team win a Pennsylvania state championship in soccer on a Saturday, and 48 hours later he was diagnosed with leukemia.” Andrew McDonough battled the disease for 167 days until he died July 14, 2007, in his sister’s arms. “The only thing I ever wanted to be was a dad,” Joe McDonough said. “I will always tell you I have two children, but can only hug one.” In the past two years, the foundation has raised $1.5 million in research grants and family assistance for childhood cancer. According to the American Childhood Cancer Organization, cancer is the leading cause of disease-related deaths in children. Every year, 13,400 children younger than 19 are diagnosed with cancer. “You guys are the B+ Foundation,” McDonough said to the two chapters. “You are enabling us to touch so many lives. … All

cancer is bad, but we have got to do more for our kids.” Bob Helen, a cancer survivor and father of a child with cancer, said the foundation helped fund his 14-year-old daughter’s cancer treatment. “Your money that you raised isn’t going to me, or to Joe,” Helen said. “It’s going to that 14-year-old girl out there that, hopefully, because of your money, won’t have to go through this hell on Earth that we had to go through. Anybody that does anything for children’s cancer is her hero. You all are all our heroes.” Matt Johnson, finance senior and president of Sigma Chi, said his fraternity holds charity events every semester and is always open to donating to different causes. “It’s something that we really take to heart,” Johnson said. “We kind of, as a fraternity, hold it as our calling card.”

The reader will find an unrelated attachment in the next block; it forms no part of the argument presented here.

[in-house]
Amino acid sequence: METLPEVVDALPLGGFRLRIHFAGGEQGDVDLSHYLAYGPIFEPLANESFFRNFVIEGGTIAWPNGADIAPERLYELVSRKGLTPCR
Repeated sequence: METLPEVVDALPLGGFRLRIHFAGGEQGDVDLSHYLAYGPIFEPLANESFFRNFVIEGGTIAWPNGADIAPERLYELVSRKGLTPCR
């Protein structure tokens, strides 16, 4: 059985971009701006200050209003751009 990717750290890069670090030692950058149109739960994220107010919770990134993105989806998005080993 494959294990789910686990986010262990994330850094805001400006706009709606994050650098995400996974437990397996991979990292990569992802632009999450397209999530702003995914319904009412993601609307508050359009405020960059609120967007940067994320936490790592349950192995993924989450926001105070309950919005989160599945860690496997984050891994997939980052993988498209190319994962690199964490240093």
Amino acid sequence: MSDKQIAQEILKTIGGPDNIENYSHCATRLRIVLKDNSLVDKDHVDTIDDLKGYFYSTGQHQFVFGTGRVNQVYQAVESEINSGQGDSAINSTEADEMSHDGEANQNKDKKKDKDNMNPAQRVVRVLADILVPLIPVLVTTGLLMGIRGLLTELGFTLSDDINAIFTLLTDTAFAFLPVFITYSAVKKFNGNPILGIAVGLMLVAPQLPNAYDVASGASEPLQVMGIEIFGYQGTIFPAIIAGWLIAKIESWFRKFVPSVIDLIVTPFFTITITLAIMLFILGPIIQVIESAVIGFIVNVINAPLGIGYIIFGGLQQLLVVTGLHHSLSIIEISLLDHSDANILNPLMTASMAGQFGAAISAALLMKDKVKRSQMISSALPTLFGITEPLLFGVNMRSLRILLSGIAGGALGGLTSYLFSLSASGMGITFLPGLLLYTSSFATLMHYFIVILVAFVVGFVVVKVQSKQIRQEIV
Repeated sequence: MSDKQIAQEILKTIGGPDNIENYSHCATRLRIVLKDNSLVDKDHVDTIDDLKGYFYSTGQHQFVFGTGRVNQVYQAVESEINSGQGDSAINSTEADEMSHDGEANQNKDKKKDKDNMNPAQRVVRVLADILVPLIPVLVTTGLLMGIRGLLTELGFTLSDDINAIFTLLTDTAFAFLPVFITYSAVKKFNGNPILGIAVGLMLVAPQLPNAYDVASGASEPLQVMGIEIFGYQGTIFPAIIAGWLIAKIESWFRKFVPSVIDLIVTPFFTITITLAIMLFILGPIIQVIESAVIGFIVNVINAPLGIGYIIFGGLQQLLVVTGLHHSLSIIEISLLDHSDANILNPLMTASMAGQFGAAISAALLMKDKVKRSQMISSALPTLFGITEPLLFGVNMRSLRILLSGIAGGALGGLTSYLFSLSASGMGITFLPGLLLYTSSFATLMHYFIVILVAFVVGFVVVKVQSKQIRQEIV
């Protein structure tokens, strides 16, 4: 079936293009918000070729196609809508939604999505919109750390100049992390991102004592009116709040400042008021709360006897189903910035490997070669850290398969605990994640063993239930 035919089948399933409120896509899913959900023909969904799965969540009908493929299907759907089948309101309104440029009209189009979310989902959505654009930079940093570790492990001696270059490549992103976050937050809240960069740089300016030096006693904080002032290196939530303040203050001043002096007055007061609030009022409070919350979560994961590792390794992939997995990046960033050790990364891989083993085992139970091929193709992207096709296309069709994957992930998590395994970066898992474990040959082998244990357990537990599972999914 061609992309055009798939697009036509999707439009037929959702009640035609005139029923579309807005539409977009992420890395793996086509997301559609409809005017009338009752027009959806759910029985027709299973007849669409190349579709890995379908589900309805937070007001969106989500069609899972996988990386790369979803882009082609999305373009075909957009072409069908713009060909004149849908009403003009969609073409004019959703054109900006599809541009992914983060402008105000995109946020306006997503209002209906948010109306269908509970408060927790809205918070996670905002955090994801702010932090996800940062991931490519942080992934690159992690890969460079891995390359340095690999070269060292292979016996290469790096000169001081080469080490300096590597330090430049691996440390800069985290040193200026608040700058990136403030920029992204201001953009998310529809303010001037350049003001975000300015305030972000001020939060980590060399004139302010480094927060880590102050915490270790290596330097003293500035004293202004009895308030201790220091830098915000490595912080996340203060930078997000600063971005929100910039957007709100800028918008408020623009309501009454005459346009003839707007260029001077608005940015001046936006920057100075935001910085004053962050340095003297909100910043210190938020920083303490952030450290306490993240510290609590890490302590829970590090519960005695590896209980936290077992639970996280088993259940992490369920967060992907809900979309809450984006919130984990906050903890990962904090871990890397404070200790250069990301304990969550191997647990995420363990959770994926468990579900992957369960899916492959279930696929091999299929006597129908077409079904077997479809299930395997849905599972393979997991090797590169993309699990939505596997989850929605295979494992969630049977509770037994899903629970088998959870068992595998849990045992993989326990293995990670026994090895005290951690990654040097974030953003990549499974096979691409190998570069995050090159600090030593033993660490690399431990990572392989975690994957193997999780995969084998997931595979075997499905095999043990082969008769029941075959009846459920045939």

UT System Chancellor Francisco Cigarroa announced that all System Administration buildings in Austin will be smokeand tobacco-free, starting March 15. Cigarroa made the announcement Tuesday in an email to System employees. He said the decision is part of the System’s health and wellness initiatives. “While I recognize the freedom of choice to use tobacco or smoking products, there is overwhelming support among our employees for our entire work

environment to be smokeand tobacco-free,” Cigarroa said in the email. “I am happy that, along with many of our other institutions, UT System Administration is taking this step to improve the health of Texas, and hope that you will join my excitement in our commitment to complete wellness for all UT System Administration employees.” In the email, Cigarroa said all parking garages and common outdoor areas owned by the System Administration will have to comply with the new policy. He said the Office of Employee Services will assist in the transition by providing resources